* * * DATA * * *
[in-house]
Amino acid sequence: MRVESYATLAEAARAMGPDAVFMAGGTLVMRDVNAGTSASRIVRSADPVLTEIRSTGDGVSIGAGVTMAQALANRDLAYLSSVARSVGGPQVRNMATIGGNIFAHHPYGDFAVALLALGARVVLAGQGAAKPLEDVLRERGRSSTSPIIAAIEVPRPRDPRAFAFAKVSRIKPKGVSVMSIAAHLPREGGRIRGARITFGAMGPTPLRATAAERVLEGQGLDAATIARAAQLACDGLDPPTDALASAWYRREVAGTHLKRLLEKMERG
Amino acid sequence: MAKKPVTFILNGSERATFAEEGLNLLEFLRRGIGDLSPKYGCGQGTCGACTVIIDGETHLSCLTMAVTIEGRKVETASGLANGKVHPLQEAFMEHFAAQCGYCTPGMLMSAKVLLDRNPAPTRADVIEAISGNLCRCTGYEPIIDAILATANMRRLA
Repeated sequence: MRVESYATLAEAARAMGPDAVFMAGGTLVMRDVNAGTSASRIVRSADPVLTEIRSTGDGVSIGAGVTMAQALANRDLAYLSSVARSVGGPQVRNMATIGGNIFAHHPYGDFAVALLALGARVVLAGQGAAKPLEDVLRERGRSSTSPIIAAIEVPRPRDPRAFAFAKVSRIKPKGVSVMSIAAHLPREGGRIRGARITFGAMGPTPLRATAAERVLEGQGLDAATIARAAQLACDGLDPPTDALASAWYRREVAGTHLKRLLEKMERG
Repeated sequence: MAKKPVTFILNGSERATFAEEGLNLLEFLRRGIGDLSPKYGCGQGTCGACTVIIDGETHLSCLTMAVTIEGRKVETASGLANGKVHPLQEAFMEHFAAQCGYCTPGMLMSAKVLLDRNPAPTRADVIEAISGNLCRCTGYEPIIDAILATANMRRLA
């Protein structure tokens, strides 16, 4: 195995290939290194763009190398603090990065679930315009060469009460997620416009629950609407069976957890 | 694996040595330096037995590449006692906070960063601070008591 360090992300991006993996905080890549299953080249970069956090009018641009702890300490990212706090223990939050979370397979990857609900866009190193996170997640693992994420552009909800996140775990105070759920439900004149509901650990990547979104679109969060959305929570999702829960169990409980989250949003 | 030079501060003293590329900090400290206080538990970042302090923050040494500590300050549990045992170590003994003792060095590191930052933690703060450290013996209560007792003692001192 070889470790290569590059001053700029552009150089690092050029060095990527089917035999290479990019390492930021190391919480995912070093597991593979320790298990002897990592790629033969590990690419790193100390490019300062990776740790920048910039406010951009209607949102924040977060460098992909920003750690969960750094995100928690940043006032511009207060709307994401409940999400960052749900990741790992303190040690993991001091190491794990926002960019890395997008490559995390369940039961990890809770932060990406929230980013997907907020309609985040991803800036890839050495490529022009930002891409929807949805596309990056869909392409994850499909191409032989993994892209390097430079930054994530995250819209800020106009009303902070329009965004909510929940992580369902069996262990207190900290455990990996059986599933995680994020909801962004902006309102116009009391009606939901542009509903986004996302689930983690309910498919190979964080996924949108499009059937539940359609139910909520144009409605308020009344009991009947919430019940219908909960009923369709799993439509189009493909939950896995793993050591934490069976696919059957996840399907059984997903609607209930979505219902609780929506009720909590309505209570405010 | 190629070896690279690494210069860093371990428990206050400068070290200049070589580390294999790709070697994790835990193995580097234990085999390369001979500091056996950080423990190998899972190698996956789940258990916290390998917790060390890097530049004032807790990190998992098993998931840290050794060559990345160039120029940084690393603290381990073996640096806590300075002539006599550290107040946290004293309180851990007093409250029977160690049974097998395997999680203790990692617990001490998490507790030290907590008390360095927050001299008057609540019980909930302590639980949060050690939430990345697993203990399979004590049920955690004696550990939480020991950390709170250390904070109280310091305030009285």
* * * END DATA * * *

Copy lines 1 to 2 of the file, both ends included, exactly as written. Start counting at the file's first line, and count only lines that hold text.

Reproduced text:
[in-house]
Amino acid sequence: MRVESYATLAEAARAMGPDAVFMAGGTLVMRDVNAGTSASRIVRSADPVLTEIRSTGDGVSIGAGVTMAQALANRDLAYLSSVARSVGGPQVRNMATIGGNIFAHHPYGDFAVALLALGARVVLAGQGAAKPLEDVLRERGRSSTSPIIAAIEVPRPRDPRAFAFAKVSRIKPKGVSVMSIAAHLPREGGRIRGARITFGAMGPTPLRATAAERVLEGQGLDAATIARAAQLACDGLDPPTDALASAWYRREVAGTHLKRLLEKMERG